Poll by the Pew Research Center

You may be interested in this poll by the Pew Research Center in collaboration with AAAS
From the report:
The political leaning of scientists is very different from that of the public in the US, just 6% identify themselves as Republican.
There is a wide divide between the US public and scientists on both Creation/Evolution and Climate Change. The Republicans differ more strongly from the scientists than the Democrats. With regard to climate change, 84% of the scientists attribute climate change to human activity and 70% / 22% consider it a "very serious" / "somewhat serious" problem. Of the general public, just 21% of Conservative Republicans attribute climate change to human activity, 28% deny it's warming at all. For Liberal Democrats numbers are 74% and 4%, respectively. These are the extremes on the political scale. So acceptance of human caused climate change is stronger in the science community than in any political faction of the general public.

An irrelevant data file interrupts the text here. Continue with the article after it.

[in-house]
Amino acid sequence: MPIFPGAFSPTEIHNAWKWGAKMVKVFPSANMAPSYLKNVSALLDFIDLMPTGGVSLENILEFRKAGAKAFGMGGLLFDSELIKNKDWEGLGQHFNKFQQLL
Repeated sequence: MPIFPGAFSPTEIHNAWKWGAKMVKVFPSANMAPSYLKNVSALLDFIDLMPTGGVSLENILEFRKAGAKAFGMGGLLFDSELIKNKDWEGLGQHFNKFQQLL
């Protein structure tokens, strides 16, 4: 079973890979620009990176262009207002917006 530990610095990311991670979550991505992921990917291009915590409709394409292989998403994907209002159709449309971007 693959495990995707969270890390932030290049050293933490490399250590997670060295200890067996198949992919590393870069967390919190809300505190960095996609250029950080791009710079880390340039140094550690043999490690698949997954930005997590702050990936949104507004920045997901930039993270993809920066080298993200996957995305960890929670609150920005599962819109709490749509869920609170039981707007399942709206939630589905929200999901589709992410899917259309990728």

Hey Dan, I've never been here

Hey Dan, I've never been here before. Nice blog.

Reality has a well known left wing bias, as they say. Or as Johann Hari said: "when talking to right wing Americans, you spend hardly any of the time discussing ethics or ideology. You are too busy trying to correct basic factual errors about the world"

Actually all of the climate deniers that I know are left wing, and I think that a lot of the mainstream climate discussion is actually extremely neoliberal (emissions trading is straight out of the Chicago School), so although I appreciate that there are more climate deniers on the right, the picture is more complex than that.

I'm keeping out of the way until the mass paranoid hysteria over these stupid emails is over. I really don't know what to do with such an outpouring of irrationality. I feel like I did in the weeks after Diana died - surrounded by a world gone completely mad. But all credit to Gavin Schmidt- he is doing an incredible job.


Yello! The whole "reality" thing is getting quite complicated. I've just been wondering how, in a libertarian utopia, you go about getting access to information. Everything's privatised, so all information is presumably the property of the producer. If information is a commodity, science doesn't really seem to have a huge role: you get what you pay for.

I've been arguing with a couple of people on the left who a) seem pro-AGW but b) anti-science. I've yet to find out what criteria they're using to decide what they believe. Not that any of this is straightforward, mind...